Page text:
#151 Protecting your mental health as a doctor during the COVID-19 pandemic
2 April 2020
The COVID-19 pandemic will place a great deal of pressure on the Australian healthcare system especially as the number of infected people increase over the coming weeks and months.
Protecting your mental health will keep you functioning at your peak. Humans are hardwired to be afraid of the unknown and of something that appears random and uncontrollable. The COVID-19 pandemic is an unprecedented event for us all. Despite education and knowledge, health professionals are just as likely to feel anxious.
For doctors, knowledge of the risk of infection and the possible outcome can actually exacerbate fear. This is a normal response in these circumstances and such feelings are not a sign of weakness and it is important to acknowledge how you are feeling.
In addition, there is a huge amount of information about the COVID-19 pandemic everywhere we turn. Medical publications, social media, medical organisations, workplaces and the news are all focusing on the topic with little respite. Your usual methods of diversion and relaxation may be less available to you as social isolation is put into place to reduce the spread of infection.
Many health professionals will be asked questions by non-medical family and friends, while at the same time worrying for loved ones who might be vulnerable, all the while working on the frontline.
What can I do to protect my mental health?
Try to be self-aware - to recognise what causes you stress and the warning signs that indicate to you that you are experiencing stress.
If you sense your anxiety is increasing (it's an issue even in non-global crises), reach out for help to debrief. Access your support network - these could be friends, family and work colleagues, as well as professional supports such as your GP or psychologist and let them know how you are feeling.
Draw on skills you have used in the past to help manage previous life adversities. Think about what has helped before and how you can apply these strategies now. This could be as simple as breathing techniques to slow your heart rate to stop you becoming over-whelmed. Outside work hours, other stress reducing activities might be regular walks in nature or some physical exercise.
Speak to a psychologist or counsellor if your usual methods of managing stress are not working. They can help you develop other strategies to manage stress.
Have self-compassion. Don’t be hard on yourself when things do not go according to plan. Try to also practice kindness and compassion in all aspects of your life particularly to your colleagues and juniors.
To relax outside work, try to do something totally unrelated to work as regularly as possible which distracts you and makes you smile, even if it’s just for one or two hours.
When you have spare time, intentionally disconnect from the news, social media, politicians, constant case updates and other sources of information about COVID-19.
Practical ways to manage your mental health during this time:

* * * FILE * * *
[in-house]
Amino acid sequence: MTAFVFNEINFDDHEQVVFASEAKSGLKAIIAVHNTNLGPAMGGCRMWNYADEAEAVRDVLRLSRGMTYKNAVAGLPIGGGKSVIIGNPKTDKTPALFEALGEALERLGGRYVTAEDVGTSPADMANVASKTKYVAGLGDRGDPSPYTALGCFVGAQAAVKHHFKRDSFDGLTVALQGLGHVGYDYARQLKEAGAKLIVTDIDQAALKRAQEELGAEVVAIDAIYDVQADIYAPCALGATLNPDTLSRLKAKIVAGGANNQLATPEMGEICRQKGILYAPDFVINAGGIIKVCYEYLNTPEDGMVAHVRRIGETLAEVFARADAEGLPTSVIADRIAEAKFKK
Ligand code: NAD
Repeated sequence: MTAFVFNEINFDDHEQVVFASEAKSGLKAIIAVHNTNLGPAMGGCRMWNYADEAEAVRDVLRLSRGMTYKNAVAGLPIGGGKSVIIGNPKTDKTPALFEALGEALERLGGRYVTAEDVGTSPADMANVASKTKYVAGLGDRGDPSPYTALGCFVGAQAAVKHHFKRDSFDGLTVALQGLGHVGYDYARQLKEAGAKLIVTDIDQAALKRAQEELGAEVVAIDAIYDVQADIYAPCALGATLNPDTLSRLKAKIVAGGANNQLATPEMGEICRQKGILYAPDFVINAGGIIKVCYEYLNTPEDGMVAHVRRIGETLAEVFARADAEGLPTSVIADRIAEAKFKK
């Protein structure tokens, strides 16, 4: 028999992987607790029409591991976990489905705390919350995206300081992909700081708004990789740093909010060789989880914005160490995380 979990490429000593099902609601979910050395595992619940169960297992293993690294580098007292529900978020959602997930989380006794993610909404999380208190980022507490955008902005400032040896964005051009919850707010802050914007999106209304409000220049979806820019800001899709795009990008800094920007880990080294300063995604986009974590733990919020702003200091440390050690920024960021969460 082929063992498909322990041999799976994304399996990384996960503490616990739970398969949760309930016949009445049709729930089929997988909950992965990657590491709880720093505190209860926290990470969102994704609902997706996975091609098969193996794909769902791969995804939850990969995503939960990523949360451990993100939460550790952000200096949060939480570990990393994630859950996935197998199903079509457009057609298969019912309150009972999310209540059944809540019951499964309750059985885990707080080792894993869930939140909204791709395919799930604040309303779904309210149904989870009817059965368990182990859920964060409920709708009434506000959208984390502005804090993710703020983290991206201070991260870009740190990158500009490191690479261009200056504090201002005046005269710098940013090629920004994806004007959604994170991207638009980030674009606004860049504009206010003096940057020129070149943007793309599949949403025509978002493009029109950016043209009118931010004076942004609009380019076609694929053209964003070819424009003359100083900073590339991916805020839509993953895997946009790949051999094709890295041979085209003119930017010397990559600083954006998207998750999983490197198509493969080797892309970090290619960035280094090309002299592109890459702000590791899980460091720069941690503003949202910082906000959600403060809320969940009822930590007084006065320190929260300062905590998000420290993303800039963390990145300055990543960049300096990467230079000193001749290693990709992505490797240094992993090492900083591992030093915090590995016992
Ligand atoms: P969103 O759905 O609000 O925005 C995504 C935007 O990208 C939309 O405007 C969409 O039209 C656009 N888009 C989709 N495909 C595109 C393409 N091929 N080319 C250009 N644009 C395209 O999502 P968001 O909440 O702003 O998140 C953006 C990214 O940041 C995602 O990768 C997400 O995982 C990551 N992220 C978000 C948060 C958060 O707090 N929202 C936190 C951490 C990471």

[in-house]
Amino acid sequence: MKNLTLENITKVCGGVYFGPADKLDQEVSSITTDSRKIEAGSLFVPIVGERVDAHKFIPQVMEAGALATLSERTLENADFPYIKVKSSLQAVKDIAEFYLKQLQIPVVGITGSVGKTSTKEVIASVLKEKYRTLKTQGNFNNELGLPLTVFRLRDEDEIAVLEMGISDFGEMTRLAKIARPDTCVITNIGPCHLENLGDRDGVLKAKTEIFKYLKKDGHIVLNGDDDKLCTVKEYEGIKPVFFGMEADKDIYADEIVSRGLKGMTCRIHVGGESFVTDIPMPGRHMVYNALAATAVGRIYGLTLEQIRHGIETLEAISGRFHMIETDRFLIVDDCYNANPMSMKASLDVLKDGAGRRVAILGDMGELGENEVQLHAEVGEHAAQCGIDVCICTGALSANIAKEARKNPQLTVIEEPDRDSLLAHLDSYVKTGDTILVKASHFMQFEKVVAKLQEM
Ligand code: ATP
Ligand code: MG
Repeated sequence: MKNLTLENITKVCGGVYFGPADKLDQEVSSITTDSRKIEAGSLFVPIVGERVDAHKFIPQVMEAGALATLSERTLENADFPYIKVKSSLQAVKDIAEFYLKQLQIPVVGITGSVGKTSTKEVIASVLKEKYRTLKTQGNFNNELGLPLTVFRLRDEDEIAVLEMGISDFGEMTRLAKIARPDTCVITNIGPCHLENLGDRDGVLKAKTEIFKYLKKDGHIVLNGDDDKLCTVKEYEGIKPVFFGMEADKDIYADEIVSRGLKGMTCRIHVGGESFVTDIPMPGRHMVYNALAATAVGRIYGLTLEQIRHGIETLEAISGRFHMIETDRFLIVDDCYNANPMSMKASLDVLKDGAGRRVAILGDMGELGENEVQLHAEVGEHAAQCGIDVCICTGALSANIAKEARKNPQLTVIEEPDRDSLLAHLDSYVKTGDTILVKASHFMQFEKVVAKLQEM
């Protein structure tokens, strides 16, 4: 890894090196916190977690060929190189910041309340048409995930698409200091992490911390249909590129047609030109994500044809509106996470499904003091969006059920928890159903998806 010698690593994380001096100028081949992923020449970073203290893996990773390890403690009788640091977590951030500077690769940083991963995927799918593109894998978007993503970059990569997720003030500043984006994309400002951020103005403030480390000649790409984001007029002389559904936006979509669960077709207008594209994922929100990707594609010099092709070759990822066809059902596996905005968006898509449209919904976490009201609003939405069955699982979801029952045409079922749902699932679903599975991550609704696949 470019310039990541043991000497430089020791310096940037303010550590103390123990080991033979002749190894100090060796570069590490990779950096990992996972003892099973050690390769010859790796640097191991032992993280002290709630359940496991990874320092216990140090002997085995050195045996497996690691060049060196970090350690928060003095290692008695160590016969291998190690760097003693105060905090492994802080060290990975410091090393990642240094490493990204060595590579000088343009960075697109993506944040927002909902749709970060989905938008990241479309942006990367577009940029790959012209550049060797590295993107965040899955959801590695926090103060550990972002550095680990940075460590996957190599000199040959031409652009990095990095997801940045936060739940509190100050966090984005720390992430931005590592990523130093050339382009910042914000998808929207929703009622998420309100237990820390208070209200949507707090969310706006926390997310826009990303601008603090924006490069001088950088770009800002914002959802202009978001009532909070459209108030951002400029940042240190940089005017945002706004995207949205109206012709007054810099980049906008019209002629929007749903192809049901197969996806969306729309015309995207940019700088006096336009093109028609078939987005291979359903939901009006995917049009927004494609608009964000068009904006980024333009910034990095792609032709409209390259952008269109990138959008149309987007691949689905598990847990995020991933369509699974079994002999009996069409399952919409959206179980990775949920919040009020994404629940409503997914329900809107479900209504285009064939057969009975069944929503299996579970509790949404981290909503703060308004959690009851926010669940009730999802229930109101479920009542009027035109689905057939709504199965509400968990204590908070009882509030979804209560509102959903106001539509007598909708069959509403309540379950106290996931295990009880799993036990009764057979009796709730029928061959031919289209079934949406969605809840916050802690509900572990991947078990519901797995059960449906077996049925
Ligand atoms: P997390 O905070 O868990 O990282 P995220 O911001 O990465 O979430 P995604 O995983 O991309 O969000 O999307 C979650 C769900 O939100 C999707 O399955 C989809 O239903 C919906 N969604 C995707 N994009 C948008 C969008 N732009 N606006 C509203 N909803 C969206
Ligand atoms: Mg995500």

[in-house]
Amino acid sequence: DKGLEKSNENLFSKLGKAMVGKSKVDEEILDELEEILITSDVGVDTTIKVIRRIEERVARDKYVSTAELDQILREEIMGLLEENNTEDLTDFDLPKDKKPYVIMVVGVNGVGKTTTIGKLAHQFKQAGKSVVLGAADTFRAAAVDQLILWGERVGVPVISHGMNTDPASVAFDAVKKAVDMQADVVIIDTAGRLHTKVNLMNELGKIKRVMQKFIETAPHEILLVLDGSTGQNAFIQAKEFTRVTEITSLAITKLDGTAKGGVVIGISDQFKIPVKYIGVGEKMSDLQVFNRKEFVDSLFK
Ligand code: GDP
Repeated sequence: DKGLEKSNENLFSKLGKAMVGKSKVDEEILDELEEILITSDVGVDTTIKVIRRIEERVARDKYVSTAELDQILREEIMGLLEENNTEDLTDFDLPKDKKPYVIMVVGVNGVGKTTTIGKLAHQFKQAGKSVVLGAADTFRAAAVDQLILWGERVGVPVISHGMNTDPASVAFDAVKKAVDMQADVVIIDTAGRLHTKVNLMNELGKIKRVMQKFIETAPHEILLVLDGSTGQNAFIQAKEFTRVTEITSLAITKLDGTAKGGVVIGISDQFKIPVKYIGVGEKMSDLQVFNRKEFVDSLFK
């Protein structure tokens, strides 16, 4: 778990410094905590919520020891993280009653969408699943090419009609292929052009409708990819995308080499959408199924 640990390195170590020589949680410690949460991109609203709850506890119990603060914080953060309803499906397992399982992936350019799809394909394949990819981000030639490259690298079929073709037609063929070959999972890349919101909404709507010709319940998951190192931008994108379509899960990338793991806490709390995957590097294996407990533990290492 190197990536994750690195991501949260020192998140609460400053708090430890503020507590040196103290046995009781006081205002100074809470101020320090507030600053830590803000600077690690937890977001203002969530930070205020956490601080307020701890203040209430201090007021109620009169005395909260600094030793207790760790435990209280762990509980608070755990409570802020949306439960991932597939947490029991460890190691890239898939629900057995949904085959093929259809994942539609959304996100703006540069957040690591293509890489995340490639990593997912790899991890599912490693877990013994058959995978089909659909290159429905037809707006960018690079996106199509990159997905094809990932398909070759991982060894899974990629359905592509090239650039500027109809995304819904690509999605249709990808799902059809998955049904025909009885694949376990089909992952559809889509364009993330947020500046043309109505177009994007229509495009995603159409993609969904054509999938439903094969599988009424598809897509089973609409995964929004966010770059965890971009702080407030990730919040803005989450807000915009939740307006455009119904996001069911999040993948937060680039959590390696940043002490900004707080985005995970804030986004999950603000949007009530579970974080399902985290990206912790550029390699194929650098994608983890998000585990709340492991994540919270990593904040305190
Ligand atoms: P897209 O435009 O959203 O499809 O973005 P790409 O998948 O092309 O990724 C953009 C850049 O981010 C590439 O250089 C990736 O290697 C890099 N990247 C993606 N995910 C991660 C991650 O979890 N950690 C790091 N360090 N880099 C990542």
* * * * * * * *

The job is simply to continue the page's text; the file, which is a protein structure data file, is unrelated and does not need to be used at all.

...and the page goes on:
- As hard as it is, try to get enough rest during work hours and between shifts where you can.
- Pace yourself. This is a marathon not a sprint.
- Speak up if your roster is not manageable. AMA Victoria is here to help.
- Eat healthy foods and engage in physical activity.
- Keep in contact with colleagues, family and friends by phone or online.
- Avoid smoking, alcohol or other drugs to deal with your emotions.
- Be aware of where you can access mental health support at work.
- If you’re a manager, try to create mentally healthy work rosters and workloads. Encourage teamwork and support anyone who may be struggling.
Practical tips for managing your mental health while in self-isolation or quarantine:
- Remind yourself that this is a temporary period of isolation to protect others in the community avoid contracting the virus.
- Stay connected with friends, family and colleagues via email, social media, video conferencing or telephone.
- Engage in healthy activities that you enjoy and find relaxing.
- Keep regular sleep routines and eat healthy foods.
- Try to maintain physical activity.
- Establish routines as best possible and try to view this period as a new experience that can bring health benefits.
- For those working from home, try to maintain a healthy balance by allocating specific work hours, taking regular breaks and, if possible, establishing a dedicated work space.
- Avoid reading too much information and media reports about COVID-19 if you find it distressing.
Coordinator of Doctor Wellbeing
Support services available
AMA Victoria’s Peer Support Service is available every day of the year from 8am to 10pm on 1300 853 338.
The COVID-19 pandemic is an unprecedented situation which is creating stress and anxiety for the community and the health workforce. Doctors are on the frontline in this pandemic. AMA Victoria would like to remind all doctors and medical students to pay attention to your own wellbeing over the coming months.
Our Peer Support team is available to provide support over the phone for those times when you need to debrief and talk about how you are feeling and what is going on. The principle of the Peer Support Service is doctors supporting doctors and the service is available to all doctors and medical students in Victoria and Tasmania. You can remain anonymous and your call is confidential – 1300 853 338.
The Victorian Doctors Health Program (VDHP) will continue to be available 24/7 to all medical students and doctors in Victoria and Tasmania throughout the COVID-19 pandemic. Please call (03) 9280 8738. VDHP will be utilising teleconferencing and videoconferencing for all consultations during this time.